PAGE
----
Despite O'Donnel as the filter, we do manage to learn quite a bit that's definitely true about John Conrad. His friends admire him for being brave and steady in the face of danger. He's the sort of person you go to when you need help with something very weird in the middle of the night, he's the guy who knows what to do when the world stops making sense. He is rational and logical, traits that do not contradict the other stories when you factor in curiosity as a drive that overpowers sensibility but doesn't erase it entirely. He's a decent detective, and has pretty good hearing. He has a deep respect for the dead. He's compassionate. And even he's not prepared to look at a Mythos creature without starting to babble about the hopeless state of mankind in such a world.
And this story has one thing which seems to fit Conrad's persona better than anything else. Something he has that Kirowan doesn't, and O'Donnel couldn't dream of having. He has a flashlight.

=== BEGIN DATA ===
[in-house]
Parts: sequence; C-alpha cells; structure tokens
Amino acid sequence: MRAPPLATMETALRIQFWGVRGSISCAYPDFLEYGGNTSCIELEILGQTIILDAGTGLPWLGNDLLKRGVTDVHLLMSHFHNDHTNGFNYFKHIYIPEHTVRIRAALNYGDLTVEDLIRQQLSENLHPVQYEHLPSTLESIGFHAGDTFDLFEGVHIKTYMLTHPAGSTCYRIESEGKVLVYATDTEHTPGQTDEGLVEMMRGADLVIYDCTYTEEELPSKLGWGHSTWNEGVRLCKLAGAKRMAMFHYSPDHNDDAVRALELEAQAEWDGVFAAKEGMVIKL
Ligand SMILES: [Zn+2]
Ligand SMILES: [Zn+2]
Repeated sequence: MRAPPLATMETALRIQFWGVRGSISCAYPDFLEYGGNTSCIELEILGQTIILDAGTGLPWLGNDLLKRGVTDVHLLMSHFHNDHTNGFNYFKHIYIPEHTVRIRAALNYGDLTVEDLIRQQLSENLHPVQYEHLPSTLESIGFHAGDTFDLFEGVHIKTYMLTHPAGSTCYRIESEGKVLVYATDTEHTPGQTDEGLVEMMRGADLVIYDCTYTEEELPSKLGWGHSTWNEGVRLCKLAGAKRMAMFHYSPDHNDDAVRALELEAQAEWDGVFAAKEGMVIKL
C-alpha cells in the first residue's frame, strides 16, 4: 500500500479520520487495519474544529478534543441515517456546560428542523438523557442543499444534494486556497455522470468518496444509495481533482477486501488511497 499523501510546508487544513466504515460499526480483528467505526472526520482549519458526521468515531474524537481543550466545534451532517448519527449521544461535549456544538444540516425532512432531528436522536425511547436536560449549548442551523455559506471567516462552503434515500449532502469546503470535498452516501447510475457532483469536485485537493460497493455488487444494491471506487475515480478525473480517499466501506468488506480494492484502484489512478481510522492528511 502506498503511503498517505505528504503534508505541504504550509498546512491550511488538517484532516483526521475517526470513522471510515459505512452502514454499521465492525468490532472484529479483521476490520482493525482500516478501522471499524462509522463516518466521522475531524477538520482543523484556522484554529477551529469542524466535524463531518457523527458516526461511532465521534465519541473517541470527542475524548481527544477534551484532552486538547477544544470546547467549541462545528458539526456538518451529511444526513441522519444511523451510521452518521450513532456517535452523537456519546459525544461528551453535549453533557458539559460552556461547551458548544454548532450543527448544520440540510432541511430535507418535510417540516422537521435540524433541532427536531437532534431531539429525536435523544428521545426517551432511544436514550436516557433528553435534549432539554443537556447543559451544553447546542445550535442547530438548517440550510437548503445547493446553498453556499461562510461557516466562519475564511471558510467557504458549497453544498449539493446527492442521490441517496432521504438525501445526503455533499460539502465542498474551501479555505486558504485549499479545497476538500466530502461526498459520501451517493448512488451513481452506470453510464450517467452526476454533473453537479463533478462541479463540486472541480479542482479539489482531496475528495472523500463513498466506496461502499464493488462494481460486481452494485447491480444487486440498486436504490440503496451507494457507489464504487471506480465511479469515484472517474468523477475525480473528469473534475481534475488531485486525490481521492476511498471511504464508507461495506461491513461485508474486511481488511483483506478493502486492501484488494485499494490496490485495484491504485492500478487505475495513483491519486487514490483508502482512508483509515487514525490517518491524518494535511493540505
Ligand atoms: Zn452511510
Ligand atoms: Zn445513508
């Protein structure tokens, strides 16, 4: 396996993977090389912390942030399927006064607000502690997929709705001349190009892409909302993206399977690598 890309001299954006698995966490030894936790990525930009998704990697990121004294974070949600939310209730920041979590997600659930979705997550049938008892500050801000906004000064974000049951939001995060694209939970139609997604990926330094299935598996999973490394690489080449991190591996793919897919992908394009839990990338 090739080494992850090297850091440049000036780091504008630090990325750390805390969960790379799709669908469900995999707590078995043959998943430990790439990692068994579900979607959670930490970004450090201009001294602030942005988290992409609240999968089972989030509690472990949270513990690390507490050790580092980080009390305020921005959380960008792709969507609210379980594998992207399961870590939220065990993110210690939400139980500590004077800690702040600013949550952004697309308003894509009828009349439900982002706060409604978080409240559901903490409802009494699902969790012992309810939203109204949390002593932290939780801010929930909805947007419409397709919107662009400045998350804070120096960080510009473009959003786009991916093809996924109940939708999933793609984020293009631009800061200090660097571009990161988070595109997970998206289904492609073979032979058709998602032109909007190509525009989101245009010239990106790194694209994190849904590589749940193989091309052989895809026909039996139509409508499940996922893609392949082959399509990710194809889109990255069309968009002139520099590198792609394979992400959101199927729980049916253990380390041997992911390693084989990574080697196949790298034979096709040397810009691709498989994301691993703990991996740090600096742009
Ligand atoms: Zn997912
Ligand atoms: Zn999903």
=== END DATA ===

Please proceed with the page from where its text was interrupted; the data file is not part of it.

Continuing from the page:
Yes, I'm getting symbolistic again. But in this story, O'Donnel has the gun and Conrad leads with the flashlight when they explore the tomb. That's what John Conrad is about when it comes down to it. He's the guy with the interest in the occult, he's the guy investigating it to gain knowledge. He's the guy with the exposition. He's the guy with the explanation. O'Donnel (or the O'Donnels, I haven't yet decided) have the brute force reaction to this world. Kirowan becomes closely guarded and sits on his secrets. But Conrad collects the information and tries to make sense of it. He's not always able to make sense of it, and he often sees what he did not want to but he keeps searching. From the impression given (admittedly in just the three stories in this collection) I just can't think of a more appropriate prop for this character than one that shines a light on the dark corners of the world and illuminates the creatures hiding in them.